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Music » Sound Stories & Interviews

Last Call for Liquid

Downtown Bend nightclub is closed, manager blames OLCC bullying

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After months of tight restrictions and alleged bullying from Oregon Liquor Control Commission officials, Liquid Lounge & Club, a popular Bend nightclub, has closed its doors indefinitely.

Liquid General Manager Tim Long says he was doomed from the outset, and finally forced to shut down last Wednesday after the OLCC revoked the club's liquor license.

Officials from the OLCC say that Liquid was a problem bar, and point to its five violations in roughly three months as proof. But Long thinks his club was unfairly targeted. As if to underscore his point, an OLCC report shows that investigators—sometimes undercover—visited Liquid on at least four separate occasions during a 13-day period last October.

The club opened a year and half ago, on April 20, 2012. Previously, the space had been Boondocks Bar & Grill, a venue dogged by complaints and problems; a reputation that Long says was unfairly carried over to Liquid.

From the get-go, Long's club was slapped with a number of OLCC restrictions, like: No patron may possess two drinks, no double pours, and the parking lot must be patrolled every five minutes.

"We didn't have a chance out of the gate," Long explains.

Christie Scott, OLCC Public Affairs Specialist, disagrees. Scott says had Long or club owner Kin Kwok Cho had an issue with the license's restrictions, they should have raised the point at the time of licensure.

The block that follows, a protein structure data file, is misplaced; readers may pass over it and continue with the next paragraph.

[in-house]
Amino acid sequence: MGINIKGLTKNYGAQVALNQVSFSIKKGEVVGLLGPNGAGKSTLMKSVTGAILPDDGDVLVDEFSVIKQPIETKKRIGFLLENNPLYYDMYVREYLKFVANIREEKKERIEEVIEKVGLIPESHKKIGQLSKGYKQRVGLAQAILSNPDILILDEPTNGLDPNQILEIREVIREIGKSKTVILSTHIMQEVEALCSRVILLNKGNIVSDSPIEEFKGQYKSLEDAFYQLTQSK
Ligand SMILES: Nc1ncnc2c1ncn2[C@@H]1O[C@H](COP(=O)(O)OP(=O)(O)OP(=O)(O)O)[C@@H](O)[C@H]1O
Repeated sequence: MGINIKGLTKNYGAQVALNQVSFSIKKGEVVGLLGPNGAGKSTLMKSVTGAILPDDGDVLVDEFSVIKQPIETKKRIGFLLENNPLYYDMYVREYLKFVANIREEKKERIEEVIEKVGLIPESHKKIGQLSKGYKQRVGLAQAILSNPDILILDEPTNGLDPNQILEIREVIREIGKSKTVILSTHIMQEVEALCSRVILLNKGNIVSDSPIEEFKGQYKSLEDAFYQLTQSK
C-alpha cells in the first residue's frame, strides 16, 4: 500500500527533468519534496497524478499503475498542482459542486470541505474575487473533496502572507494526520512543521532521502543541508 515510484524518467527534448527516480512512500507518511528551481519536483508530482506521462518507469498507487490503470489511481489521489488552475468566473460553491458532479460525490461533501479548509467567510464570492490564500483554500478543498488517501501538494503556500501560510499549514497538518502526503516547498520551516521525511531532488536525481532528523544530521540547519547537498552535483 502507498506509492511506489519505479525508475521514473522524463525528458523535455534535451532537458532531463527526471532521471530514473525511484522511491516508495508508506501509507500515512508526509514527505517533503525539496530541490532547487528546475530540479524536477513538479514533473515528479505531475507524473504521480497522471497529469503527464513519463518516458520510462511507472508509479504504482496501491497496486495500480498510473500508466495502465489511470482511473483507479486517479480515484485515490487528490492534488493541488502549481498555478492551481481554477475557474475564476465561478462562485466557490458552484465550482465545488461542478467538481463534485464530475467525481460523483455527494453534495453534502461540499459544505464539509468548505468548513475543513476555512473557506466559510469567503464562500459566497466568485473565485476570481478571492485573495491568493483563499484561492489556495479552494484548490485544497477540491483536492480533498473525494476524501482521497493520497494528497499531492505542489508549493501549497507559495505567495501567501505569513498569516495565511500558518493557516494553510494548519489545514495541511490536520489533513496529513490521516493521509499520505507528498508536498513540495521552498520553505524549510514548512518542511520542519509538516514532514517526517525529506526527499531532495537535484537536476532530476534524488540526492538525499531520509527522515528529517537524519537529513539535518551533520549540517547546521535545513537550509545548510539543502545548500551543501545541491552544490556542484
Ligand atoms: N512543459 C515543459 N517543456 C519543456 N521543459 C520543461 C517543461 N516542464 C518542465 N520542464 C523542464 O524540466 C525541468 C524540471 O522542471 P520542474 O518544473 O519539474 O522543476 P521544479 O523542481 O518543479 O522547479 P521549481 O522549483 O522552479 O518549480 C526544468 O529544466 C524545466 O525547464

Either way, the restrictions proved too much to bear, even though Long says he did all that he could to be in compliance. He paid a security guy to patrol the parking lot full time. He held meetings with employees to clarify the restrictions. He even met with Bend Police Department's Capt. Cory Darling.

But all for naught.

"Nothing seems to be good enough," explains Long, who outlines potential problems with the restrictions, such as, what happens if a patron hands his buddy a drink while visiting the restroom? Does that count as one patron with two drinks? The OLCC answer was, "Use your best judgment."

Ironically, Liquid's ultimate undoing was based on a similar scenario.

Despite the cavernous bar's 700-plus capacity—nearly seven times the size of other downtown bars—Long says calls to Bend police were greatly reduced once ownership changed in 2012. Capt. Darling, however, says that while calls to Liquid were reduced by about half and conditions did improve, not all of the issues were eliminated.

Meanwhile, all shows booked for November and beyond have been postponed or moved to alternate venues. Long and the club's lawyers are weighing their options and considering legal steps and further appeals.

Mostly, according to Long, the OLCC set Liquid up for failure.

"Imagine driving around town all the time with a cop following you," says Long.

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